Ursula von der Leyen has fulfilled too many wishes. Some of her candidates are completely unsuitable for the intended post.
Ursula von der Leyen presents her "dream team" Photo: ap
On paper, she looks good, the new EU Commission around Ursula von der Leyen. The first woman to head the powerful Brussels agency has fulfilled all the wishes EU leaders asked of her during the controversial nomination in July.
The Commission has become more female, falling just short of the promised parity. Politically, it is reasonably balanced, even if the Greens were hardly included and the left not at all. And the previously neglected southern and eastern Europeans have been given important posts.
Margrethe Vestager, Vera Jouriva and Sylvie Goulard will be the new "strong women" in Brussels – alongside von der Leyen, of course, who pulls all the strings. With Latvian Valdis Dombrovskis, the east will be upgraded, and with Italian Paolo Gentiloni, the south.
And the fact that Irishman Phil Hogan will be responsible for trade in the future is a strong signal to the British. After Brexit – if it comes – they want to negotiate a free trade agreement with the EU. Ireland now has a front-row seat in this.
But the "dream team" has a problem: The portfolios have been tailored to the individual commissioners – not in a way that serves the cause, but rather the person or the EU country behind them. In addition, von der Leyen has come up with euphonious titles that, on closer inspection, turn out to be misleading.
The example of Margaritis Schinas is particularly glaring. The Greek, who was previously chief spokesman for Commission head Jean-Claude Juncker, is supposed to take care of "protecting our European way of life. However, this does not refer to culture or nutrition, but to the defense against "irregular" migrants.
No wonder this nomination is met with resistance. The label is "scary," wrote Green Party co-chair Ska Keller. She said she hopes von der Leyen "does not see a contradiction between support for refugees and European values." Other members of parliament don’t want to let that pass, either.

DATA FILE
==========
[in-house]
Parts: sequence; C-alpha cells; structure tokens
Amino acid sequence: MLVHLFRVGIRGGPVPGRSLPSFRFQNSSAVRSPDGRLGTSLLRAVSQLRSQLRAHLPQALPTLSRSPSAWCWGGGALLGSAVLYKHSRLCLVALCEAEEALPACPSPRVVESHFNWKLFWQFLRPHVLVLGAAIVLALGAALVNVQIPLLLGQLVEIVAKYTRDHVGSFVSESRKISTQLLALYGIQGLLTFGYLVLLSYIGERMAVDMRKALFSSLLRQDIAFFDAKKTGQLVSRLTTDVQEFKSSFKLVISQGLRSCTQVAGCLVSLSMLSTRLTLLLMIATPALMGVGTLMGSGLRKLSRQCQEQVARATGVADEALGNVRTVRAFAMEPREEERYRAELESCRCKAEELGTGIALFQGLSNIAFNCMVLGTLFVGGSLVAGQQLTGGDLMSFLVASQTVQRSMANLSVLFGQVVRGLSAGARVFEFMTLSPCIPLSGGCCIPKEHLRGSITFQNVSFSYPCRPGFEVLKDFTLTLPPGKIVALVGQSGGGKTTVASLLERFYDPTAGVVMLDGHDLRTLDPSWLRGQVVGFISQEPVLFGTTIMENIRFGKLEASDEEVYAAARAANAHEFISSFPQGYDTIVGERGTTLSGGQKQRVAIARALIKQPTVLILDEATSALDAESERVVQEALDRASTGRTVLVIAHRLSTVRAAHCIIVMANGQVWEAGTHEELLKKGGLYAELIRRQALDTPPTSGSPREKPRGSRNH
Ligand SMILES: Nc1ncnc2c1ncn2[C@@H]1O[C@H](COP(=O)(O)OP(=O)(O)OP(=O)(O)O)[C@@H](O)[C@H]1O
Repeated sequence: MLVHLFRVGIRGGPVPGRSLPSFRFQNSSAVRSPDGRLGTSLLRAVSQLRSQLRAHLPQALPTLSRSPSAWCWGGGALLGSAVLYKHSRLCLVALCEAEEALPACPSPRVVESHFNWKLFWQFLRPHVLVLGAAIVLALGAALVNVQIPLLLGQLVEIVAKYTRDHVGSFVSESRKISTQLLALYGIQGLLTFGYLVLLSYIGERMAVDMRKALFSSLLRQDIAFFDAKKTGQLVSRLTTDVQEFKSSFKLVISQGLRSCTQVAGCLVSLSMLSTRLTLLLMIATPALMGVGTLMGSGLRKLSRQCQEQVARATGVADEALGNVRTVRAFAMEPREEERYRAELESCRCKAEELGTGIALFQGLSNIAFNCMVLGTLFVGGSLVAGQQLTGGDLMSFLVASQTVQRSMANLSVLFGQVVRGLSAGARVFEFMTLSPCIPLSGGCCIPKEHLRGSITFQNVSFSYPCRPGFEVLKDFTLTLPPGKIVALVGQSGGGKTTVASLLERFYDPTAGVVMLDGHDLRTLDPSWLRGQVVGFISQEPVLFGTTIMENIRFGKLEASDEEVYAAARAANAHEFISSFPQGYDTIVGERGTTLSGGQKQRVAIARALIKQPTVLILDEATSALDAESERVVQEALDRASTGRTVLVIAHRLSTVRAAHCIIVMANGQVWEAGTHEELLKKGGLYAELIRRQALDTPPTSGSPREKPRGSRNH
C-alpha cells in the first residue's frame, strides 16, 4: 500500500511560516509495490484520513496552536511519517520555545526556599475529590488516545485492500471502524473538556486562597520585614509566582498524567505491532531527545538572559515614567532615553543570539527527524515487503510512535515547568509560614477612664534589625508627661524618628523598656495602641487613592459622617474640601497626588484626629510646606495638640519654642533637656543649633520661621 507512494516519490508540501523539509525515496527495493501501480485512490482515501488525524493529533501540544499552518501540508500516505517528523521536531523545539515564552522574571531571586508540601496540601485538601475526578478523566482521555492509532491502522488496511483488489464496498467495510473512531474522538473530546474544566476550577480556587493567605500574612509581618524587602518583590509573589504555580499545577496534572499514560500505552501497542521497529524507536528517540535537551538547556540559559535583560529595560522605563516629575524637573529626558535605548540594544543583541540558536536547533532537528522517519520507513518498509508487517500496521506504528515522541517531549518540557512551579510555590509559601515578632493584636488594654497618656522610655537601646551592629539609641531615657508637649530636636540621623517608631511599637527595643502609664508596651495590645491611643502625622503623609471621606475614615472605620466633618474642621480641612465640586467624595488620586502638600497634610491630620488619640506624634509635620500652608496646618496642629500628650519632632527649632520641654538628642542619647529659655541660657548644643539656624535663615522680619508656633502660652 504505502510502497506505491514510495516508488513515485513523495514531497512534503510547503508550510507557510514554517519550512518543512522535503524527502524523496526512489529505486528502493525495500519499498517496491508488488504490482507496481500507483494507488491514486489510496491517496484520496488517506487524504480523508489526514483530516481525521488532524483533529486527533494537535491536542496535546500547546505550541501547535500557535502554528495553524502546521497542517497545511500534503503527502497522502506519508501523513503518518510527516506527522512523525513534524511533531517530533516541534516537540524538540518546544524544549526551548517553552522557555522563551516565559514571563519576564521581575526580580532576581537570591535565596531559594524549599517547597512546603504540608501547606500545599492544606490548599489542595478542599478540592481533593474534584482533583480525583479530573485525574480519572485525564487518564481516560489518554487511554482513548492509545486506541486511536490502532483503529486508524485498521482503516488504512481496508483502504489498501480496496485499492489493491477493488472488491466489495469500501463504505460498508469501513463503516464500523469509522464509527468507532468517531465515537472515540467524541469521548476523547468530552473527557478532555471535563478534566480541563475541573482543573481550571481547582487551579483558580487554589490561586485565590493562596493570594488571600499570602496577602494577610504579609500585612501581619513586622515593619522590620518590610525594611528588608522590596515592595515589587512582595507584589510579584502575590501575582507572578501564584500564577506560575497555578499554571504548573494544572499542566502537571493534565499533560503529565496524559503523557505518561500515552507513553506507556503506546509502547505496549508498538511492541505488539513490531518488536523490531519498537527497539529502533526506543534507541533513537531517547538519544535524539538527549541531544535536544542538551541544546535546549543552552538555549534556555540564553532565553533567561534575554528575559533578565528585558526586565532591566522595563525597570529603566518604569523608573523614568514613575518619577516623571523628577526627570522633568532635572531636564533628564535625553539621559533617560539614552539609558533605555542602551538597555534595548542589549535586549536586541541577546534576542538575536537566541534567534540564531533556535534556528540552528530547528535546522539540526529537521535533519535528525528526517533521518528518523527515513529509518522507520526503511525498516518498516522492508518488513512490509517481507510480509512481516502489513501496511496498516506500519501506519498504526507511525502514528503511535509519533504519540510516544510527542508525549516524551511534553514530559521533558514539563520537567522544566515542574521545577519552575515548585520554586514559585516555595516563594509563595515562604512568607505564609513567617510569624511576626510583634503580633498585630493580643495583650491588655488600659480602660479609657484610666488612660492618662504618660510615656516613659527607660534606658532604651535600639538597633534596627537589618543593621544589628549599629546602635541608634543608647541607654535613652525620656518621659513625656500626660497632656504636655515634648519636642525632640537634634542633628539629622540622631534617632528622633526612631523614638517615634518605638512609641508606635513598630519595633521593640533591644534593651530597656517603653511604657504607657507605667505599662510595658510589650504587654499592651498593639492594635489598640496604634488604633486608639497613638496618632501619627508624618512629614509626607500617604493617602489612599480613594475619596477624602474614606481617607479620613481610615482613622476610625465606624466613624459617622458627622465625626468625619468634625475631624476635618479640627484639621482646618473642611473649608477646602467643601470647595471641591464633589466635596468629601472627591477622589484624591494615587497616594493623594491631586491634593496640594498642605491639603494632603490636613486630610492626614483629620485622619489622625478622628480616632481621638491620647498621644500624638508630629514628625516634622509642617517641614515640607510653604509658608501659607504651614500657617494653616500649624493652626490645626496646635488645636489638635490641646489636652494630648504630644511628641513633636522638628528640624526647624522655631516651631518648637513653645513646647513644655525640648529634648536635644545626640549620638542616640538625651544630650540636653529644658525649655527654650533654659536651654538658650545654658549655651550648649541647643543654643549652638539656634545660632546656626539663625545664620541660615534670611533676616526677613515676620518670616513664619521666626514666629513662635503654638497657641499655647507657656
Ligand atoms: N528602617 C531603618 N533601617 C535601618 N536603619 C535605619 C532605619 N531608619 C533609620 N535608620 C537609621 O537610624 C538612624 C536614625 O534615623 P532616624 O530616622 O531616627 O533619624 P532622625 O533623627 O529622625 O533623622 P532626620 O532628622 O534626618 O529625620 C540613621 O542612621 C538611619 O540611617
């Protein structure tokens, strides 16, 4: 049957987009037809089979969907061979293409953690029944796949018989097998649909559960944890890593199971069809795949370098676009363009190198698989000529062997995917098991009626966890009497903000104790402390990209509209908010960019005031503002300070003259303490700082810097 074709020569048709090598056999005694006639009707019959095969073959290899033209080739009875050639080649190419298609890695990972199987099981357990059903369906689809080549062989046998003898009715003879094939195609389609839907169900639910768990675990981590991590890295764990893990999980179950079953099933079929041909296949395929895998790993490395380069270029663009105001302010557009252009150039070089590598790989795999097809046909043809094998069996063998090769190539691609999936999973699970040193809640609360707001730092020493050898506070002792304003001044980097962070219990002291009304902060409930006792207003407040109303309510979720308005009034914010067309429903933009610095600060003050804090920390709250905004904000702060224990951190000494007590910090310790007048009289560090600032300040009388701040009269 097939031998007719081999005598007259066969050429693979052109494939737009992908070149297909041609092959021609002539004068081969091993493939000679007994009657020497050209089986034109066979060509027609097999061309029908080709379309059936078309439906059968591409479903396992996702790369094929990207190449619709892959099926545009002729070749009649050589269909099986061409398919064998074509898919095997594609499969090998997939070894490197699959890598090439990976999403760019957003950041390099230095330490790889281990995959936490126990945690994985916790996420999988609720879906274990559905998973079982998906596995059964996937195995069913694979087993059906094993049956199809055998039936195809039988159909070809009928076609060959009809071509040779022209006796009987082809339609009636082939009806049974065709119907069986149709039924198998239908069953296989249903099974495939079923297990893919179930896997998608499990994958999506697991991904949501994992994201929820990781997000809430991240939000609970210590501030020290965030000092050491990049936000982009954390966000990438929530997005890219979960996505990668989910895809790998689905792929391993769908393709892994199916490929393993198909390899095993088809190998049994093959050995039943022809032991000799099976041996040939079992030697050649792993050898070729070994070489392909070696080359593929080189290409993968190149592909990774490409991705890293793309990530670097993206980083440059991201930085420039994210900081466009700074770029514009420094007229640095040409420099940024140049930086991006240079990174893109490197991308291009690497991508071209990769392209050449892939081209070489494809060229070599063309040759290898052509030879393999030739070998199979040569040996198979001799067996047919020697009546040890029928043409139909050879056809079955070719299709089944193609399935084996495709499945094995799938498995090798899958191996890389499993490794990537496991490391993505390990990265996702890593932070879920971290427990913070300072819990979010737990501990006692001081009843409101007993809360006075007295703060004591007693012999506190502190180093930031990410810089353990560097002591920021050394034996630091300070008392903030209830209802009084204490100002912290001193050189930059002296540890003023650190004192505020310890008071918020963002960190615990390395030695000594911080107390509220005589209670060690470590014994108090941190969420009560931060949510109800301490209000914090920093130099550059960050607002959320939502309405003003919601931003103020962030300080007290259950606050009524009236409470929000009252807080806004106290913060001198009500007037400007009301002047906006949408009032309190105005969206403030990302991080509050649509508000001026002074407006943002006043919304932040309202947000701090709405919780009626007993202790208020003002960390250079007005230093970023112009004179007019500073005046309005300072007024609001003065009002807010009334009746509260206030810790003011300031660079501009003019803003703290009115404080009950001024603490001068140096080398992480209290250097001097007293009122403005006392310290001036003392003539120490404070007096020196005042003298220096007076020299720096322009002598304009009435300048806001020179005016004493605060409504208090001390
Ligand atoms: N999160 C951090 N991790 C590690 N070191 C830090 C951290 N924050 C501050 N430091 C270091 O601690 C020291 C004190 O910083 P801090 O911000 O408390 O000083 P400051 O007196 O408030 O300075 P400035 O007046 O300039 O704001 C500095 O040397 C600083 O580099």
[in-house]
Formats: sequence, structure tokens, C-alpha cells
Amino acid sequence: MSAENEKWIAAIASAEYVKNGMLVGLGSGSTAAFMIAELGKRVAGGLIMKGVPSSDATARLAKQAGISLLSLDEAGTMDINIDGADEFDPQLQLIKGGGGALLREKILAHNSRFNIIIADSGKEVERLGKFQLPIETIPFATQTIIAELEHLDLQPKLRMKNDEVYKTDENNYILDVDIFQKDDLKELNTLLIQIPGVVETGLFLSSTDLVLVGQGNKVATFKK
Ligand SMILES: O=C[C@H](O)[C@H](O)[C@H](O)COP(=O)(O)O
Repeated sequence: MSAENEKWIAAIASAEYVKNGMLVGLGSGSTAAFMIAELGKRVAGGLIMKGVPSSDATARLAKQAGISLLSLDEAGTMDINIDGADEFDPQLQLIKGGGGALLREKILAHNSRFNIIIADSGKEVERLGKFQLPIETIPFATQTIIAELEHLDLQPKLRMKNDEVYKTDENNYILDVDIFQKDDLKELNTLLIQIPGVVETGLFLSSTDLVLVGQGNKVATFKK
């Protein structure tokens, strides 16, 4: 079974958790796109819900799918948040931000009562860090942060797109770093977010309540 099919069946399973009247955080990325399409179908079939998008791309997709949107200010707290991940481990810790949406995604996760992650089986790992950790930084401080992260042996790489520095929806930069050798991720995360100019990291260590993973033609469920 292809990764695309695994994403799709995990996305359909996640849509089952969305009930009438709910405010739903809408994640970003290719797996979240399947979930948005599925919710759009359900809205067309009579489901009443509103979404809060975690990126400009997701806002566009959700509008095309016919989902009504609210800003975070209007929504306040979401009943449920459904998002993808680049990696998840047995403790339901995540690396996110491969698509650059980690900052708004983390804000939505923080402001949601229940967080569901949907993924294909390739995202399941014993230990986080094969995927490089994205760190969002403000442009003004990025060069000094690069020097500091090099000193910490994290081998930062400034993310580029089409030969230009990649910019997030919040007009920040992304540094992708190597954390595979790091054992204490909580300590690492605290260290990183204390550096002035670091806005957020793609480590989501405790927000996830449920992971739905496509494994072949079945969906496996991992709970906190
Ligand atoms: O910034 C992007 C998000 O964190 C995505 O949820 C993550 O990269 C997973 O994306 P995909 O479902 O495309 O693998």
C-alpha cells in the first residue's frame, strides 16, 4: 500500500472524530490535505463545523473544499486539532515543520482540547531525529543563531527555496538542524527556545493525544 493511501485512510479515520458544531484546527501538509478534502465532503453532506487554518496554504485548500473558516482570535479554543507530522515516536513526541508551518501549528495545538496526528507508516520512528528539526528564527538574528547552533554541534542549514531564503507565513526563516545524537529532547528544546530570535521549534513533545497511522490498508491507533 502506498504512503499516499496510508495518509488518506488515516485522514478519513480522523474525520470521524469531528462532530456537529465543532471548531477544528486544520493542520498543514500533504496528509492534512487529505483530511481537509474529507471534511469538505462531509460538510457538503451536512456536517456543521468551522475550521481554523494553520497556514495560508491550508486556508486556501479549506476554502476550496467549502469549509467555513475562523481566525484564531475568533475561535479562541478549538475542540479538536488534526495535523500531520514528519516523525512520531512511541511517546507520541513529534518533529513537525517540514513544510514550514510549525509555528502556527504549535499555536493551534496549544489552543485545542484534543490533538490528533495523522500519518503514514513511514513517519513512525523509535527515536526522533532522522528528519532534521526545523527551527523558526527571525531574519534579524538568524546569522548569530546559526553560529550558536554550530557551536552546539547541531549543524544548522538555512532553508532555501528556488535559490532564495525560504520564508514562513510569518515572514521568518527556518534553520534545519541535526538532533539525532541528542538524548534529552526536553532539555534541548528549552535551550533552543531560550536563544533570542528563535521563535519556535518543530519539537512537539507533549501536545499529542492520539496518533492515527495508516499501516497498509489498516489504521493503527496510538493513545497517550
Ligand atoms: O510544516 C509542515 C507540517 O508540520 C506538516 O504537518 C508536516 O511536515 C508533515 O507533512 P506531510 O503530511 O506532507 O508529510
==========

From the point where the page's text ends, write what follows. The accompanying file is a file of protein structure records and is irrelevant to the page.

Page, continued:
The new Commissioner for "Values and Transparency," Czech Vera Jourova, must also reckon with headwinds. She is a co-founder of Prime Minister Andrej Babiš’s populist ANO party, which has been investigated on suspicion of fraud. That Jourova, of all people, should be responsible for the rule of law and democracy is a mockery not only for many Czechs.
There are even doubts about the "economy for the people. Dombrovskis’ fine-sounding job description conceals such critical issues as financial stability, financial services and the Capital Markets Union. It is more about democracy in line with the market than about protecting employees.
The Commission President also provides cognitive dissonance. She promises more climate protection and social issues; her candidacy speech in the European Parliament sounded at times like a red-green government program. In practice, however, she wants to abolish an old EU law for every new one – which in the past usually meant social cuts.
In addition, she has declared defense, armaments and "geopolitics" to be new priorities of European policy. The former German defense minister even wants to create a new Directorate General "Defense Industry and Armaments" and subsidize European arms manufacturers from EU funds.
She said nothing about this in her application. Even now, she is not really showing her colors. The motto of her Commission is "A Union that wants to achieve more". The only question is what.